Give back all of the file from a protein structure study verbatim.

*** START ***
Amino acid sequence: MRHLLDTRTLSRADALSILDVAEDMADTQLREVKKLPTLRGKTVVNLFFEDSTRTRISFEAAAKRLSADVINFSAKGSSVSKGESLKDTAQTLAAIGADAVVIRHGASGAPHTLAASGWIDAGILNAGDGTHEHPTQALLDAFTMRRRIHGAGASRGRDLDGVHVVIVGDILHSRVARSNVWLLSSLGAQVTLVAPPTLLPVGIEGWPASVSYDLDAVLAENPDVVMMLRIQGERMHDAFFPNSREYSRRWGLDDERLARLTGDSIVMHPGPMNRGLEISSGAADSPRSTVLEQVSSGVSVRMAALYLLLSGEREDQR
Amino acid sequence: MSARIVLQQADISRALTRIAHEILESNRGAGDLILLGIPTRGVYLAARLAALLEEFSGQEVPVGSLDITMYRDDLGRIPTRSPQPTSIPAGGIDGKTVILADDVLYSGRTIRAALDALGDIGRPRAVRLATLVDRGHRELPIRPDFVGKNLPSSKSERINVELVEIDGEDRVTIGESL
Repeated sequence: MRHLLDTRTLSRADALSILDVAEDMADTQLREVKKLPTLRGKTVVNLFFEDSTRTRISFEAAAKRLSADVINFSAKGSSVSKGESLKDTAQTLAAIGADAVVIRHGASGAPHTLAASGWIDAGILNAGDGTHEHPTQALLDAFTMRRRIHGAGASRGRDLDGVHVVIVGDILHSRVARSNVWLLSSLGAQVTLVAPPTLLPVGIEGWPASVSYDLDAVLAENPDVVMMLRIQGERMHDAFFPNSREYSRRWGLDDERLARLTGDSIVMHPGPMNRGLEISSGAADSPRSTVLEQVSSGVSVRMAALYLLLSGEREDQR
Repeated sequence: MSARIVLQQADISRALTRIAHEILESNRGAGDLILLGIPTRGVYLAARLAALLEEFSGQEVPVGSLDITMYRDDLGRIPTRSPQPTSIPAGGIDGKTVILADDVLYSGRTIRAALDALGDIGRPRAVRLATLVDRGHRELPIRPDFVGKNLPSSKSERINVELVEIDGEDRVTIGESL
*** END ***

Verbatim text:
Amino acid sequence: MRHLLDTRTLSRADALSILDVAEDMADTQLREVKKLPTLRGKTVVNLFFEDSTRTRISFEAAAKRLSADVINFSAKGSSVSKGESLKDTAQTLAAIGADAVVIRHGASGAPHTLAASGWIDAGILNAGDGTHEHPTQALLDAFTMRRRIHGAGASRGRDLDGVHVVIVGDILHSRVARSNVWLLSSLGAQVTLVAPPTLLPVGIEGWPASVSYDLDAVLAENPDVVMMLRIQGERMHDAFFPNSREYSRRWGLDDERLARLTGDSIVMHPGPMNRGLEISSGAADSPRSTVLEQVSSGVSVRMAALYLLLSGEREDQR
Amino acid sequence: MSARIVLQQADISRALTRIAHEILESNRGAGDLILLGIPTRGVYLAARLAALLEEFSGQEVPVGSLDITMYRDDLGRIPTRSPQPTSIPAGGIDGKTVILADDVLYSGRTIRAALDALGDIGRPRAVRLATLVDRGHRELPIRPDFVGKNLPSSKSERINVELVEIDGEDRVTIGESL
Repeated sequence: MRHLLDTRTLSRADALSILDVAEDMADTQLREVKKLPTLRGKTVVNLFFEDSTRTRISFEAAAKRLSADVINFSAKGSSVSKGESLKDTAQTLAAIGADAVVIRHGASGAPHTLAASGWIDAGILNAGDGTHEHPTQALLDAFTMRRRIHGAGASRGRDLDGVHVVIVGDILHSRVARSNVWLLSSLGAQVTLVAPPTLLPVGIEGWPASVSYDLDAVLAENPDVVMMLRIQGERMHDAFFPNSREYSRRWGLDDERLARLTGDSIVMHPGPMNRGLEISSGAADSPRSTVLEQVSSGVSVRMAALYLLLSGEREDQR
Repeated sequence: MSARIVLQQADISRALTRIAHEILESNRGAGDLILLGIPTRGVYLAARLAALLEEFSGQEVPVGSLDITMYRDDLGRIPTRSPQPTSIPAGGIDGKTVILADDVLYSGRTIRAALDALGDIGRPRAVRLATLVDRGHRELPIRPDFVGKNLPSSKSERINVELVEIDGEDRVTIGESL